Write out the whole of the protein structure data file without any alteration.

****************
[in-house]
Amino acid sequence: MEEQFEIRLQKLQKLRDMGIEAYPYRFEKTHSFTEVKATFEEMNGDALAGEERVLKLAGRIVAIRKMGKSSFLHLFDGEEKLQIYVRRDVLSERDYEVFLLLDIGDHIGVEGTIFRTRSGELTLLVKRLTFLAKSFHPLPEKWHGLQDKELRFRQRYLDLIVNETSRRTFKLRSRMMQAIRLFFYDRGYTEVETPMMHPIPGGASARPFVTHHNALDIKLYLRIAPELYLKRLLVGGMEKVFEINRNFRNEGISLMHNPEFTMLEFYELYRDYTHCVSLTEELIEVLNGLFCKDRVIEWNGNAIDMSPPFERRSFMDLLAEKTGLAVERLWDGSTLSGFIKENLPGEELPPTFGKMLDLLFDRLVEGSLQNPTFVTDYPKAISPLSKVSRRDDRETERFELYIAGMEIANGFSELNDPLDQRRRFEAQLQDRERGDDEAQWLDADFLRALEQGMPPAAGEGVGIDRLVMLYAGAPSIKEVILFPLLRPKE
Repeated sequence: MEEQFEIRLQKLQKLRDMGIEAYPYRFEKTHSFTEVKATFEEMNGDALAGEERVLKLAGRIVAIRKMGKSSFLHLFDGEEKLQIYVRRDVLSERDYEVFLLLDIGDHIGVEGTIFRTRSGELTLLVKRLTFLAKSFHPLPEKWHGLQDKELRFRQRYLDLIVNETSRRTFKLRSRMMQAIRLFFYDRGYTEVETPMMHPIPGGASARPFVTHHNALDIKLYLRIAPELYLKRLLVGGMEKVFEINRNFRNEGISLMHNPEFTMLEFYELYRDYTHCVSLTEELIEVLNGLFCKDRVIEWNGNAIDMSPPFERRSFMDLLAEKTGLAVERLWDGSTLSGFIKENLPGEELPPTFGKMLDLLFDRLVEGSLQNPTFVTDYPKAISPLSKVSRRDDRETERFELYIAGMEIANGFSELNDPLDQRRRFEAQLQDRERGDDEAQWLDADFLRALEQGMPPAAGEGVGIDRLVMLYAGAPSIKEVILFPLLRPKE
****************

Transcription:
[in-house]
Amino acid sequence: MEEQFEIRLQKLQKLRDMGIEAYPYRFEKTHSFTEVKATFEEMNGDALAGEERVLKLAGRIVAIRKMGKSSFLHLFDGEEKLQIYVRRDVLSERDYEVFLLLDIGDHIGVEGTIFRTRSGELTLLVKRLTFLAKSFHPLPEKWHGLQDKELRFRQRYLDLIVNETSRRTFKLRSRMMQAIRLFFYDRGYTEVETPMMHPIPGGASARPFVTHHNALDIKLYLRIAPELYLKRLLVGGMEKVFEINRNFRNEGISLMHNPEFTMLEFYELYRDYTHCVSLTEELIEVLNGLFCKDRVIEWNGNAIDMSPPFERRSFMDLLAEKTGLAVERLWDGSTLSGFIKENLPGEELPPTFGKMLDLLFDRLVEGSLQNPTFVTDYPKAISPLSKVSRRDDRETERFELYIAGMEIANGFSELNDPLDQRRRFEAQLQDRERGDDEAQWLDADFLRALEQGMPPAAGEGVGIDRLVMLYAGAPSIKEVILFPLLRPKE
Repeated sequence: MEEQFEIRLQKLQKLRDMGIEAYPYRFEKTHSFTEVKATFEEMNGDALAGEERVLKLAGRIVAIRKMGKSSFLHLFDGEEKLQIYVRRDVLSERDYEVFLLLDIGDHIGVEGTIFRTRSGELTLLVKRLTFLAKSFHPLPEKWHGLQDKELRFRQRYLDLIVNETSRRTFKLRSRMMQAIRLFFYDRGYTEVETPMMHPIPGGASARPFVTHHNALDIKLYLRIAPELYLKRLLVGGMEKVFEINRNFRNEGISLMHNPEFTMLEFYELYRDYTHCVSLTEELIEVLNGLFCKDRVIEWNGNAIDMSPPFERRSFMDLLAEKTGLAVERLWDGSTLSGFIKENLPGEELPPTFGKMLDLLFDRLVEGSLQNPTFVTDYPKAISPLSKVSRRDDRETERFELYIAGMEIANGFSELNDPLDQRRRFEAQLQDRERGDDEAQWLDADFLRALEQGMPPAAGEGVGIDRLVMLYAGAPSIKEVILFPLLRPKE